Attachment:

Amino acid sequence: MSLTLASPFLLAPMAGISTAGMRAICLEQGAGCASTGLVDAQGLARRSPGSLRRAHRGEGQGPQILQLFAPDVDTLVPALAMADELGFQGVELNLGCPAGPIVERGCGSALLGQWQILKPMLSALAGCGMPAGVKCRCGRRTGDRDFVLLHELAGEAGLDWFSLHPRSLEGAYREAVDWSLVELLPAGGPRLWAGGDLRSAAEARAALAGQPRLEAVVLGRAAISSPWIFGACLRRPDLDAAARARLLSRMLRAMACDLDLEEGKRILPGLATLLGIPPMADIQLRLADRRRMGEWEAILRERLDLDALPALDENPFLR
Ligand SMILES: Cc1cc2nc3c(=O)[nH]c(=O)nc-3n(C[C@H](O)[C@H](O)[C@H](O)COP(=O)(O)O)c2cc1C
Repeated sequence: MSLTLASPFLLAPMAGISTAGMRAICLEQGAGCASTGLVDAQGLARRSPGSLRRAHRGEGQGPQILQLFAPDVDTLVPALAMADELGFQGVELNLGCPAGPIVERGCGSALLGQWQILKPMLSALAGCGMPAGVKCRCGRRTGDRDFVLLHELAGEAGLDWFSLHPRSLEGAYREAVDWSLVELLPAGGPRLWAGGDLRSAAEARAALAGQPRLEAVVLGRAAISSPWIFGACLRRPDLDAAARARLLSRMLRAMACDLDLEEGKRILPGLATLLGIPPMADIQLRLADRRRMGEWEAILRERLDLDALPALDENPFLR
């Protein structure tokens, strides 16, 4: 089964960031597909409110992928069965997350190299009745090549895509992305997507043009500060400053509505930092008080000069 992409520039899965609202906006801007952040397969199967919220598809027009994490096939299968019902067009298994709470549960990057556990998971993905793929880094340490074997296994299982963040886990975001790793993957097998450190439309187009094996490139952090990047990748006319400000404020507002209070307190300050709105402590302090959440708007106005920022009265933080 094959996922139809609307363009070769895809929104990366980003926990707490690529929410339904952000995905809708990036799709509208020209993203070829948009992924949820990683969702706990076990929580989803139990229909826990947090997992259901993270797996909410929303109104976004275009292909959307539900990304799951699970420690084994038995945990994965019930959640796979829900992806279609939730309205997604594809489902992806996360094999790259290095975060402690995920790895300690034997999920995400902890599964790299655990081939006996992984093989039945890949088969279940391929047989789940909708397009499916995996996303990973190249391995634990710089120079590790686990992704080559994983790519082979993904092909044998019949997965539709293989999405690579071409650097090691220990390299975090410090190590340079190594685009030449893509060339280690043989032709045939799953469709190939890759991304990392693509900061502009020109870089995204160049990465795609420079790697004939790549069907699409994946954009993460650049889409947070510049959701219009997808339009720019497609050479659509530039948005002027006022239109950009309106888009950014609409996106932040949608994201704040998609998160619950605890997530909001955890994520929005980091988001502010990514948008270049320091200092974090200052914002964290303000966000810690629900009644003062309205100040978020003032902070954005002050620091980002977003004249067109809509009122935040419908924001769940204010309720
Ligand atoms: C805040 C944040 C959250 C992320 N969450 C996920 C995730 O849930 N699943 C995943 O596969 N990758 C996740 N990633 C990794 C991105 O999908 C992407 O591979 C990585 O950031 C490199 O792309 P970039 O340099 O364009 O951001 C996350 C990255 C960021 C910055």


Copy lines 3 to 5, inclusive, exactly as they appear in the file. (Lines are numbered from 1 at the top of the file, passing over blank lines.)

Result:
Repeated sequence: MSLTLASPFLLAPMAGISTAGMRAICLEQGAGCASTGLVDAQGLARRSPGSLRRAHRGEGQGPQILQLFAPDVDTLVPALAMADELGFQGVELNLGCPAGPIVERGCGSALLGQWQILKPMLSALAGCGMPAGVKCRCGRRTGDRDFVLLHELAGEAGLDWFSLHPRSLEGAYREAVDWSLVELLPAGGPRLWAGGDLRSAAEARAALAGQPRLEAVVLGRAAISSPWIFGACLRRPDLDAAARARLLSRMLRAMACDLDLEEGKRILPGLATLLGIPPMADIQLRLADRRRMGEWEAILRERLDLDALPALDENPFLR
């Protein structure tokens, strides 16, 4: 089964960031597909409110992928069965997350190299009745090549895509992305997507043009500060400053509505930092008080000069 992409520039899965609202906006801007952040397969199967919220598809027009994490096939299968019902067009298994709470549960990057556990998971993905793929880094340490074997296994299982963040886990975001790793993957097998450190439309187009094996490139952090990047990748006319400000404020507002209070307190300050709105402590302090959440708007106005920022009265933080 094959996922139809609307363009070769895809929104990366980003926990707490690529929410339904952000995905809708990036799709509208020209993203070829948009992924949820990683969702706990076990929580989803139990229909826990947090997992259901993270797996909410929303109104976004275009292909959307539900990304799951699970420690084994038995945990994965019930959640796979829900992806279609939730309205997604594809489902992806996360094999790259290095975060402690995920790895300690034997999920995400902890599964790299655990081939006996992984093989039945890949088969279940391929047989789940909708397009499916995996996303990973190249391995634990710089120079590790686990992704080559994983790519082979993904092909044998019949997965539709293989999405690579071409650097090691220990390299975090410090190590340079190594685009030449893509060339280690043989032709045939799953469709190939890759991304990392693509900061502009020109870089995204160049990465795609420079790697004939790549069907699409994946954009993460650049889409947070510049959701219009997808339009720019497609050479659509530039948005002027006022239109950009309106888009950014609409996106932040949608994201704040998609998160619950605890997530909001955890994520929005980091988001502010990514948008270049320091200092974090200052914002964290303000966000810690629900009644003062309205100040978020003032902070954005002050620091980002977003004249067109809509009122935040419908924001769940204010309720
Ligand atoms: C805040 C944040 C959250 C992320 N969450 C996920 C995730 O849930 N699943 C995943 O596969 N990758 C996740 N990633 C990794 C991105 O999908 C992407 O591979 C990585 O950031 C490199 O792309 P970039 O340099 O364009 O951001 C996350 C990255 C960021 C910055």